As my post was circulated, it also drew criticism. The comments and messages that I just couldn’t shake were these ones, which appeared to be made by white people:
“You get the result you want yet you’re still not happy with the result. Makes sense.”
“So the governor went out of his way through all of the other matters he deals with on a daily weekly monthly and yearly basis (to include a current battle involving personal freedom with the fed) to pardon this man so he can further appeal and plead his case. The governor didn’t have to do anything but he sought out that result.”
“Either be grateful or not.”
“He should say thank you and so should you.”
I couldn’t help but think back to that group of women, who saw themselves in a position to give and therefore felt entitled to a display of gratitude, simply because they chose to grace the recipient with their choice to give.
It also reminded me of a couple of years ago when New Jersey Assemblyman Michael Patrick Carroll said, "If slavery was the price that a modern American's ancestors had to pay in order to make one an American, one should get down on one's knees every single day and thank the Lord that such price was paid."
There is the centuries-old trope of “the thankful slave.” In the 18th century, this trope was crafted and perpetuated through fiction, travel writing, and pamphleteering. This myth promoted the belief in a sense of inherent racial difference; it humanized and justified slavery; and it reassured white folks that they wouldn’t experience backlash from freed enslaved people. “Seemingly sympathetic to slaves, the trope actually undermines their cause and denies their humanity by showing African slaves as willingly accepting their condition.” (George Boulukos, The Grateful Slave).
Thanksgiving was just two weeks ago and schools and families around the country perpetuated the myth of friendship between English settlers and the Wampanoag Peoples. The story of the “welcoming Indians” continues to make us white folks feel better about colonization. If we believe the Wampanoag were grateful and abiding, we can not only ignore the violent theft and genocide waged by our ancestors, but we can also position ourselves (and our ancestors) as contributors to and benefactors of collaborative progress. We literally shaped a whole holiday around it-the lengths we will go to.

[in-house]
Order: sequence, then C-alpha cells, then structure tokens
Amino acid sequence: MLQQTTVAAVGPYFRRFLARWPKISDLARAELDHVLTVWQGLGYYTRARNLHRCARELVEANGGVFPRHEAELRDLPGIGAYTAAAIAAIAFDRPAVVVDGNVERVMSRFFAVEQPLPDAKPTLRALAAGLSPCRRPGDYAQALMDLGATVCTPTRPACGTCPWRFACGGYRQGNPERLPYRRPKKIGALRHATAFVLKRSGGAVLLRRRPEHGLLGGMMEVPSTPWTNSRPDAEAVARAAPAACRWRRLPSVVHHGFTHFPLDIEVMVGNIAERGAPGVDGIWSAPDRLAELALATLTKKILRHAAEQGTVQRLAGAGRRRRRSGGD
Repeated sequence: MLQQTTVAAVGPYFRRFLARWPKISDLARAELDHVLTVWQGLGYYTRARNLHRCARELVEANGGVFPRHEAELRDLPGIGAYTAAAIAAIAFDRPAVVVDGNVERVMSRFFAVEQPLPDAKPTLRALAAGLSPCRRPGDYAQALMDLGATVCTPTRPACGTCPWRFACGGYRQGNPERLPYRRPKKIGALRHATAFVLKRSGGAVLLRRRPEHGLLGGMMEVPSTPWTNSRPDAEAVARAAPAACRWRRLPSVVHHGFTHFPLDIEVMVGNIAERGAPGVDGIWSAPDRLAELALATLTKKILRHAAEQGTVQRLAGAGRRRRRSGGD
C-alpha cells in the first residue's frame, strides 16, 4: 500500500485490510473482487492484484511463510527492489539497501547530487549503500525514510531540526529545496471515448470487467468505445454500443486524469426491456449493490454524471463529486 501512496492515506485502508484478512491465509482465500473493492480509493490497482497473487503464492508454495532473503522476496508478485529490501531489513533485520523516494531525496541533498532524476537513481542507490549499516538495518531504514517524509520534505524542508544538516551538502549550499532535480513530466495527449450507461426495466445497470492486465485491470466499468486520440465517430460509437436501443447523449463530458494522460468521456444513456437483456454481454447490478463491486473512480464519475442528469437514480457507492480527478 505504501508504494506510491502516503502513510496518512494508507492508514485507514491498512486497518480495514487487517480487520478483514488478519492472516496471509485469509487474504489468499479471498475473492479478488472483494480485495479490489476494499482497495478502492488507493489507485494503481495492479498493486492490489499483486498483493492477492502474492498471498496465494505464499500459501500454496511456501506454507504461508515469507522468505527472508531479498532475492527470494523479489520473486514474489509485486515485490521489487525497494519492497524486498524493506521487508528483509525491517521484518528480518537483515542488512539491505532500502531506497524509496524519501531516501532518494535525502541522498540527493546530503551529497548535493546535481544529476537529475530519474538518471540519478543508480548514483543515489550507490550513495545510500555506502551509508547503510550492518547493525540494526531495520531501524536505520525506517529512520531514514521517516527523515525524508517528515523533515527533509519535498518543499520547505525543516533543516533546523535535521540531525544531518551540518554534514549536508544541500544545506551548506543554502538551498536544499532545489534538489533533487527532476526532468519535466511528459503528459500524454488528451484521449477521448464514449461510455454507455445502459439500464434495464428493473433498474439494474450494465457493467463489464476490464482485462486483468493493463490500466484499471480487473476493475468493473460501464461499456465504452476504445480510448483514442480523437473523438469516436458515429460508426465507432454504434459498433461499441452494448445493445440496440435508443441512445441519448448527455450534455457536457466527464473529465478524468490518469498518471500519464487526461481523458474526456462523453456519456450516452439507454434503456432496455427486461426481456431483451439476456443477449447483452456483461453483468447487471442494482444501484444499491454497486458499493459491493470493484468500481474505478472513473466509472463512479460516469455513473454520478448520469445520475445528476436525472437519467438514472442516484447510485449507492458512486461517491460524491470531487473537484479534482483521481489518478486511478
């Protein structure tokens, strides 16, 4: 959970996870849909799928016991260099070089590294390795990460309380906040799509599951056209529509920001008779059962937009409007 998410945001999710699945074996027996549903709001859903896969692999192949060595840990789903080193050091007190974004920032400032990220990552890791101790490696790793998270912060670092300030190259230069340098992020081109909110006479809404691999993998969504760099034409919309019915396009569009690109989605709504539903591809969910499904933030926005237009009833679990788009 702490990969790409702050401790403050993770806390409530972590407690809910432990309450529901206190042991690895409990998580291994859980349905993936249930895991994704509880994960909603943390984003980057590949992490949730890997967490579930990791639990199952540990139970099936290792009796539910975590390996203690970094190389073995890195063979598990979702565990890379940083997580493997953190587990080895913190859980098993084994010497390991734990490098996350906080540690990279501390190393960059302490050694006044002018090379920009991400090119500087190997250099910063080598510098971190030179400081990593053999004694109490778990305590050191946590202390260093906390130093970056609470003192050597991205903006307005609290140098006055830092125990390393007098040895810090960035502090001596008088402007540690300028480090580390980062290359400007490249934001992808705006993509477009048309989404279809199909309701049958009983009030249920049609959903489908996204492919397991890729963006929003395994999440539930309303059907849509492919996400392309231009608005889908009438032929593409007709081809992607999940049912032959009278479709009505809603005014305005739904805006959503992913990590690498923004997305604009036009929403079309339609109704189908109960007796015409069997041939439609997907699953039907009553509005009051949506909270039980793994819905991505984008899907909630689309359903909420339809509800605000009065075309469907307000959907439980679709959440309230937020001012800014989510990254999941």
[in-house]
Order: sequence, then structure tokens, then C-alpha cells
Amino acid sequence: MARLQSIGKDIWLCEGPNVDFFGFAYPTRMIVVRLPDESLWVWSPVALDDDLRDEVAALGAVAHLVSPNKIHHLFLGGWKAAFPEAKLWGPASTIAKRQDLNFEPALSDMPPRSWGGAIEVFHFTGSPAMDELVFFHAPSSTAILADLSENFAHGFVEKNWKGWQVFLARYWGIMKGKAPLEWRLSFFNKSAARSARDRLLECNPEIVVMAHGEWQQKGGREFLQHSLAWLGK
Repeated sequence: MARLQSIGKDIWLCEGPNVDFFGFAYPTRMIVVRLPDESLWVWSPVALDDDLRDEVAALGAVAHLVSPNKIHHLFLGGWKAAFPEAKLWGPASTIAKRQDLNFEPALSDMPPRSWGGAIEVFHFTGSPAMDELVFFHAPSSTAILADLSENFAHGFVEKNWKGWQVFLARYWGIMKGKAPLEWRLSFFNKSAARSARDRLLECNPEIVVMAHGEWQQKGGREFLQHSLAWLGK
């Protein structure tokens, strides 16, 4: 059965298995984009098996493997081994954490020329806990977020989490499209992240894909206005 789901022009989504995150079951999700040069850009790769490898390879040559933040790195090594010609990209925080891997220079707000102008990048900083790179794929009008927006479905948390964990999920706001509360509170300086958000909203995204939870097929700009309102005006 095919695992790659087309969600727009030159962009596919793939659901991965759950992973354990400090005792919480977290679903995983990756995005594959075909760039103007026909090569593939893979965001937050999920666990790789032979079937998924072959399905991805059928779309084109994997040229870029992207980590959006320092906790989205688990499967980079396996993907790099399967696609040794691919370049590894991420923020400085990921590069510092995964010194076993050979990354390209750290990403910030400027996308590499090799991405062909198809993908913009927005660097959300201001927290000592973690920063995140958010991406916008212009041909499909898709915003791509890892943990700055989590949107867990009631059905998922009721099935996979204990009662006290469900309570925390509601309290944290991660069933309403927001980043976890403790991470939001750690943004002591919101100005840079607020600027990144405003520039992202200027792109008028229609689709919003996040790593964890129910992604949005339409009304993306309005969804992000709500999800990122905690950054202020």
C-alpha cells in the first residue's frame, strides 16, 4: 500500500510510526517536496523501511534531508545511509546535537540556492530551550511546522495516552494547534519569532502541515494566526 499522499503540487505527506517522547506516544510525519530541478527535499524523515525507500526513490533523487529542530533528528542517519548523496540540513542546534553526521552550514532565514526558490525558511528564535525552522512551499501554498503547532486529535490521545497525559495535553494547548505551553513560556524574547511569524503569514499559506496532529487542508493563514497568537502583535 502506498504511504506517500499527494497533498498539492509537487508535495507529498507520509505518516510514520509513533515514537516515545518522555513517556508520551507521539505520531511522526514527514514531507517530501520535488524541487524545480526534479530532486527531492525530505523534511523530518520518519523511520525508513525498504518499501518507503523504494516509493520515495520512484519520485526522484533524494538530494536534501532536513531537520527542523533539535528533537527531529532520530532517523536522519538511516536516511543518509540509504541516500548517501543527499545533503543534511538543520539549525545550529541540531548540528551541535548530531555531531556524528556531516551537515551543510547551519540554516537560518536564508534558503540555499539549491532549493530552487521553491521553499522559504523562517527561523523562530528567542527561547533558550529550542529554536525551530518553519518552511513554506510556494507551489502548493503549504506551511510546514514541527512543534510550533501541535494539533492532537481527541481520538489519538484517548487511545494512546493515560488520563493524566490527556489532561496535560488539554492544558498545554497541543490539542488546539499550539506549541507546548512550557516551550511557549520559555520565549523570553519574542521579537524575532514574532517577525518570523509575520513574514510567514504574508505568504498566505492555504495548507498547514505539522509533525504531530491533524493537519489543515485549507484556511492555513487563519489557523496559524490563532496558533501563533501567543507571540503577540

Ruvani de Silva defines toxic gratitude as, “a way in which marginalized people are diminished, pigeonholed, held back, and controlled through the idea that they should be thankful for any and all privileges afforded to them by the dominant group, usually white cis men.” In her piece, “Toxic Gratitude: A Clapback to “Be Thankful for What You Have,” she highlights even more ways our society expects BIPOC, women, and poor and disabled people to just shut up and be thankful.
I cannot wrap up this piece without touching on similar dynamics that play out in philanthropy. Those of us with resources to give are positioned by the system of philanthropy (and other systems) to be the bestowers upon and saviors of people who have less. Nonprofits have entire departments of people whose job it is to make donors feel appreciated in just the way they need to so that they will keep giving.
Many donors expect this, and more. Having worked in the nonprofit sector for over a decade, I heard my fair share of stories of foundations and donors who withdrew their support when they weren’t thanked in an “adequate manner.” (To follow some amazing thought leaders around shifting these dynamics, follow the Community-Centric Fundraising movement.)
Donors also tend to limit their giving to specific parts of nonprofits’ work that make them feel good, rather than what is actually needed. For example, a donor chooses to give to a diaper bank and restrict their donation to purchasing diapers for poor moms. The diaper bank is actually doing great with their stock of diapers but needs resources to pay for car insurance for their delivery vans, as well as their warehouse electric bill. The donor instead chooses to dictate how their dollars must be spent based on what feels more satisfying to them, rather than what the actual need is.
This holiday giving season, let’s be vigilant in our discipline about giving and our (conscious or unconscious) expectations and beliefs about it. Joyfully giving without centering ourselves is liberating…and it may take practice. Our capitalistic systems condition us to believe that we are always entitled to something in return, even when we give charitably. When we unpack and undo those belief systems, we free ourselves to truly position ourselves with community, rather than to or for community.
Gratitude is a practice, not a destination, event, or performance. Gratitude doesn't live on the paper of a thank you note; it is revealed in the way we express care and love for others. It doesn't live on a to-do list, it lives through us, in the small ways we are in relationship with one another every day.
If you are with an organization or business who would like support in decolonizing your practices around giving and/or volunteering, check out Breauna’s work at Connecting the Cause.